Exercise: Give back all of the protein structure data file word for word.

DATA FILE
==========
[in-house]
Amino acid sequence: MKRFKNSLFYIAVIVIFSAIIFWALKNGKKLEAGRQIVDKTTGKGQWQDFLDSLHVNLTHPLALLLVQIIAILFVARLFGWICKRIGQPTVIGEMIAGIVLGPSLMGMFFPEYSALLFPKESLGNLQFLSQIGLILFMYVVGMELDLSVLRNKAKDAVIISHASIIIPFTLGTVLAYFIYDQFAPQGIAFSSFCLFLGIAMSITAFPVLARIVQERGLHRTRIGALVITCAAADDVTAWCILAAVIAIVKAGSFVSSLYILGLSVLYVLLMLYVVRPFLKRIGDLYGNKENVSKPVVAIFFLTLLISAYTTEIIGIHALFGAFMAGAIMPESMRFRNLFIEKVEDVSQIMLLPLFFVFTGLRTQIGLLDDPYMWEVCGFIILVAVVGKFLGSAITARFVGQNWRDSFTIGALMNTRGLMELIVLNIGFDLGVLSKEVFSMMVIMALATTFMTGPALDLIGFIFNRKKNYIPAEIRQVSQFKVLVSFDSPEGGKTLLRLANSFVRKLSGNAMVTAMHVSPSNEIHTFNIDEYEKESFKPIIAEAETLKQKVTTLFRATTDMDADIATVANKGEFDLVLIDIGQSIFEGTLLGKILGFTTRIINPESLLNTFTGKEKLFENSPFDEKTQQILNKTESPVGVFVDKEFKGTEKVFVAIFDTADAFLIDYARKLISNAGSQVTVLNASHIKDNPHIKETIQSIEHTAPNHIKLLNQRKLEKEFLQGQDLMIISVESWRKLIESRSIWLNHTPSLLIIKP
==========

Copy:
[in-house]
Amino acid sequence: MKRFKNSLFYIAVIVIFSAIIFWALKNGKKLEAGRQIVDKTTGKGQWQDFLDSLHVNLTHPLALLLVQIIAILFVARLFGWICKRIGQPTVIGEMIAGIVLGPSLMGMFFPEYSALLFPKESLGNLQFLSQIGLILFMYVVGMELDLSVLRNKAKDAVIISHASIIIPFTLGTVLAYFIYDQFAPQGIAFSSFCLFLGIAMSITAFPVLARIVQERGLHRTRIGALVITCAAADDVTAWCILAAVIAIVKAGSFVSSLYILGLSVLYVLLMLYVVRPFLKRIGDLYGNKENVSKPVVAIFFLTLLISAYTTEIIGIHALFGAFMAGAIMPESMRFRNLFIEKVEDVSQIMLLPLFFVFTGLRTQIGLLDDPYMWEVCGFIILVAVVGKFLGSAITARFVGQNWRDSFTIGALMNTRGLMELIVLNIGFDLGVLSKEVFSMMVIMALATTFMTGPALDLIGFIFNRKKNYIPAEIRQVSQFKVLVSFDSPEGGKTLLRLANSFVRKLSGNAMVTAMHVSPSNEIHTFNIDEYEKESFKPIIAEAETLKQKVTTLFRATTDMDADIATVANKGEFDLVLIDIGQSIFEGTLLGKILGFTTRIINPESLLNTFTGKEKLFENSPFDEKTQQILNKTESPVGVFVDKEFKGTEKVFVAIFDTADAFLIDYARKLISNAGSQVTVLNASHIKDNPHIKETIQSIEHTAPNHIKLLNQRKLEKEFLQGQDLMIISVESWRKLIESRSIWLNHTPSLLIIKP